Passage One

Questions 26 to 28 are based on the passage you have just heard. 26. A) His father caught a serious disease. B) His mother passed away. C) His mother left him to marry a rich businessman. D) His father took to drinking. 27. A) He disliked being disciplined. B) He couldn’t pay his gambling debts. C) He was expelled by the university. D) He enjoyed working for a magazine. 28. A) His poems are heavily influenced by French writers. B) His stories are mainly set in the State of Virginia. C) His work difficult to read.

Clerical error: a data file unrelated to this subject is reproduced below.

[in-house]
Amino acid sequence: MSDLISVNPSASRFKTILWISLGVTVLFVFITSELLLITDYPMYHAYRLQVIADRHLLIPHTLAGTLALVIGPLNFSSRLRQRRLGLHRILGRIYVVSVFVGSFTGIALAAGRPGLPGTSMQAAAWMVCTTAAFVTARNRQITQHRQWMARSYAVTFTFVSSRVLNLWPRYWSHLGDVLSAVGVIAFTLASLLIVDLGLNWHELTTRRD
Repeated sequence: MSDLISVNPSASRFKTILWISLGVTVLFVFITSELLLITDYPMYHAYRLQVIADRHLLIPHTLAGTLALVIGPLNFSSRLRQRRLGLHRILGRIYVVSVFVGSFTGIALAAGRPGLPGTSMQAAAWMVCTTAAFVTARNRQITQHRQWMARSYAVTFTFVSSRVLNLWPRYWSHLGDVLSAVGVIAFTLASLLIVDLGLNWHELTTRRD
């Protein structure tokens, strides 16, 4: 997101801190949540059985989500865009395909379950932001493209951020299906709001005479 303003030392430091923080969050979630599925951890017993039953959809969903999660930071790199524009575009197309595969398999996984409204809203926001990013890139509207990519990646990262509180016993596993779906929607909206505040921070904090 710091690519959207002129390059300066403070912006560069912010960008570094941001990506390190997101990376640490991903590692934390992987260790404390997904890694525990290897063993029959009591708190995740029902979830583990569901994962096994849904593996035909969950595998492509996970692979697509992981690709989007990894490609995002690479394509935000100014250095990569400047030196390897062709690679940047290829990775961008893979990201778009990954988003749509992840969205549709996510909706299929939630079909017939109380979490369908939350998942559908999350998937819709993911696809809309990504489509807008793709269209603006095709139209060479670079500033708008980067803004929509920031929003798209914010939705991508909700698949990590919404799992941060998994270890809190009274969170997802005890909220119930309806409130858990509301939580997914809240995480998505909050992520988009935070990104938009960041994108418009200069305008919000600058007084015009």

D) Hid language is not refined. 29. A) He grieved to death over the loss of his wife. B) He committed suicide for unknown reasons. C) He was shot dead at the age of 40. D) He died of heavy drinking.
Passage Two

Questions 30 to 32 are based on the passage you have just heard. 30. A) Women. B) Manual workers. C) Prisoners. D) School age children. 31. A) He taught his students how to pronounce the letters first. B) He matched the letters with the sounds familiar to the learners. C) He showed the learners how to combine the letters into simple words. D) He divided the letters into groups according to the way they are written. 32. A) It can help people to become literate within a short time. B) It was originally designed for teaching the English language. C) It enables the learners to master a language within three months. D) It is effective in teaching any alphabetical language to Brazilians.
Passage Three